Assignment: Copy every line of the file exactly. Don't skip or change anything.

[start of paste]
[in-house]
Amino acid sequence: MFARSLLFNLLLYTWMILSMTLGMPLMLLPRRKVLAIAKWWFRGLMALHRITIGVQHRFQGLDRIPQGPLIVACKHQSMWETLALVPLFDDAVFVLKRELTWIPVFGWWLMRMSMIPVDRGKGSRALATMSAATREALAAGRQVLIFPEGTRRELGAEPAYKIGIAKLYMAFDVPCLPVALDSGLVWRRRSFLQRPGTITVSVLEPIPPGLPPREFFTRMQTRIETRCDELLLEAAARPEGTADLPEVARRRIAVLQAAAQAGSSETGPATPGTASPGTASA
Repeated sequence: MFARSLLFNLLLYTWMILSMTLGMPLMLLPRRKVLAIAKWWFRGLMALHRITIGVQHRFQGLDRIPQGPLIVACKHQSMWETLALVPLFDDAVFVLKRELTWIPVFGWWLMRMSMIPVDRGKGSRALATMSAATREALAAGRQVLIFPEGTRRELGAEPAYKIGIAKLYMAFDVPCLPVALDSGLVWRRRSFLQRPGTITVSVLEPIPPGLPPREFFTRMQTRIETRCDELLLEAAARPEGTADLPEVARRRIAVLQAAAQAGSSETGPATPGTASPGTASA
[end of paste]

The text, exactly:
[in-house]
Amino acid sequence: MFARSLLFNLLLYTWMILSMTLGMPLMLLPRRKVLAIAKWWFRGLMALHRITIGVQHRFQGLDRIPQGPLIVACKHQSMWETLALVPLFDDAVFVLKRELTWIPVFGWWLMRMSMIPVDRGKGSRALATMSAATREALAAGRQVLIFPEGTRRELGAEPAYKIGIAKLYMAFDVPCLPVALDSGLVWRRRSFLQRPGTITVSVLEPIPPGLPPREFFTRMQTRIETRCDELLLEAAARPEGTADLPEVARRRIAVLQAAAQAGSSETGPATPGTASPGTASA
Repeated sequence: MFARSLLFNLLLYTWMILSMTLGMPLMLLPRRKVLAIAKWWFRGLMALHRITIGVQHRFQGLDRIPQGPLIVACKHQSMWETLALVPLFDDAVFVLKRELTWIPVFGWWLMRMSMIPVDRGKGSRALATMSAATREALAAGRQVLIFPEGTRRELGAEPAYKIGIAKLYMAFDVPCLPVALDSGLVWRRRSFLQRPGTITVSVLEPIPPGLPPREFFTRMQTRIETRCDELLLEAAARPEGTADLPEVARRRIAVLQAAAQAGSSETGPATPGTASPGTASA